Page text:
I was reviewing some numbers with a client not long ago and they expressed concern that the overall number of leads they were producing had been going down steadily over the past year.

I knew a few of the other numbers and what we had been attempting to do with their marketing so I quickly quipped, “that’s great.” The reason I was able to say this is that over a three year period their sales revenue had more than tripled, their average project size was up about 425%, and their lead conversion numbers were through the roof.

We had spent the better part of three years repositioning this 25 year old firm and two of the primary goals of this process was to narrow their target market and clearly define a core message of difference. The result of this work was that they are now telling unqualified leads, “we may not be for you.” The net effect is they are getting more of the type of work they want with a lot less work. Their sales folks are far more productive and making more money, and they have far fewer questions about the price of their work.

Now, the owner of the business still is a little nervous about that downtrend in leads, but he’s coming around.

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John Jantsch

John Jantsch is a marketing consultant, speaker and author of Duct Tape Marketing, Duct Tape Selling, The Commitment Engine and The Referral Engine and the founder of the Duct Tape Marketing Consultant Network.
  • Hi,
    With all the numbers available, it’s easy to be worried about a negative change in numbers which is not really that important.

    At the end of the day, what really counts is whether the change in numbers is affecting the goals you’ve set. Mostly, that would be improving the bottom line.

    In this case, the increase in sales revenue tells the real story and with the increased productivity, they are probably getting better profits on the increased sales too…


  • As I was advised years ago…”not all business is good business.” And not all leads are good leads, if they aren’t leading toward good business!

  • Max

    Hi John,

    can you give any recommendations how get targeted leads in residential real estate industry? We have traffic and leads, and all of them seams to looking for related information, but conversions are very-very low.

    Thank you!

  • Mark


    Less leads a good thing? Huh?

    Better qualified leads is a wonderful thing- but that is not the same thing as saying that less leads is good is it?

    To follow that logic would say that no leads would be ideal?

    Better quality leads, higher conversions, stronger $ per customer are great but I have never reached a point where I wanted less customers or less demand for my services.

    Even at a 100% close ratio I think I want one more lead- (and then another and then another.) If there is a shift in the market and my close ratio changes I want to know that I have more prospects to sell our services to.

    More prospects (leads) means that we have a margin of error, an opportunity to grow, a chance to adjust or expand or develop- leads keep the pipeline full and allow us to predict the future.

    One of the biggest mistakes I see us (and many others) making is believing that we-they have enough clients, that because we-they closed X percentage last week we-they will close that same percentage next. When the market changes or the customers change or the local dynamic that drives our business changes — or something happens not expected there is shock as the realization hits that there is nothing left in the pipeline.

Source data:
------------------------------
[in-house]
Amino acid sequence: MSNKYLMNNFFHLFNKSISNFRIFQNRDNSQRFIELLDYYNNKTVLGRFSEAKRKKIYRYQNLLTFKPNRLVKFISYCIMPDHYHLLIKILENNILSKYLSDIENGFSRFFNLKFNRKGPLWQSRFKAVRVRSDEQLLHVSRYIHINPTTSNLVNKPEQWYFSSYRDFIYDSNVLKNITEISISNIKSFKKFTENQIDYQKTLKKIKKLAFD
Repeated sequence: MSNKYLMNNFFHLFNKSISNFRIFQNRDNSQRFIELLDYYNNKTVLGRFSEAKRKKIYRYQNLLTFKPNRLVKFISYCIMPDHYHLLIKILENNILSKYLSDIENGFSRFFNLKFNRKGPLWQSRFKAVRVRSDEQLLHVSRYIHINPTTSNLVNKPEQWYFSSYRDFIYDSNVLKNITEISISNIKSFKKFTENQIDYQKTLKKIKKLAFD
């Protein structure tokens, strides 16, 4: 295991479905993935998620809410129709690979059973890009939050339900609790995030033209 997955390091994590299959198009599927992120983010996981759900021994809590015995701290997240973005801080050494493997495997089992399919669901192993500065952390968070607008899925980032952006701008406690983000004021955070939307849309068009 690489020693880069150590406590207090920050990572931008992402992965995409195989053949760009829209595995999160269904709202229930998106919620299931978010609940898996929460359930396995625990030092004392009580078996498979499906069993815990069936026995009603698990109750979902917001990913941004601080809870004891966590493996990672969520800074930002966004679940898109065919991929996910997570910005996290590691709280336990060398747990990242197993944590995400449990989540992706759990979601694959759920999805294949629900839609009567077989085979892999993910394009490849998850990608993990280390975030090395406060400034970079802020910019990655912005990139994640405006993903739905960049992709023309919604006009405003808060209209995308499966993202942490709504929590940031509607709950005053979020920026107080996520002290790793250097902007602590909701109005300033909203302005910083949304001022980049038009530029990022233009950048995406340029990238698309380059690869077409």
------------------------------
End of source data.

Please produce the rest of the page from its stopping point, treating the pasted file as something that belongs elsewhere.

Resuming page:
Am I wrong there?


  • John Jantsch


    Of course you are not wrong – we are saying the same thing but it quality over quantity that we meet.

    Too many businesses are willing to jump at anything that looks like a lead and then they use up their capacity to actually get any more clients.

    Where I disagree is that there are many businesses that do not need any more clients until they do a better job at serving the ones they have, raise their prices to reflect the value they deliver, and start getting home at night a little earlier.

  • This is one of Henry Pellerin’s methods to generate more sales. It is scary, but the key to limiting the client is who is your best client? And those criteria vary. Henry helped us at corecubed narrow down the client criteria to 5, and we have it posted at each work station, so we can continue to grow with customers who fit our profile for a great client.
    http://www.vantaedge.com in case you are interested in learning more about how to take that first step in understanding the criteria for your best client. Great info and good solid meaurement results, John. I continue to send people your book.

  • I can attest to the less is more tactic.

    Our business was attracting a lot more attention from the wrong people than it is now.

    Since we’ve honed our offer and pushed what we don’t do up there with what we DO do, we’ve lost a % of original customers but our retention rate has gone up because people know what they are getting, know what it entails, and are ready for it when they get it.

    For a recurring membership this is vital because the money and time you spend getting the wrong kind of customer creates a massive waste not just in hard dollars, but staff and support time it takes to bring them in and let them go.

  • I love this article. I have to explain the same idea to business owners sometimes – that less is not necessarily bad and to look at the sales generated from the leads. You must look at both factors (# leads and %conversion) to get a clear picture of your lead optimization.

    Also, I like what Mark (above) said about using those extra leads to expand or develop new business. They can be a great source of information about what opportunities lie just on the edge of your current offerings.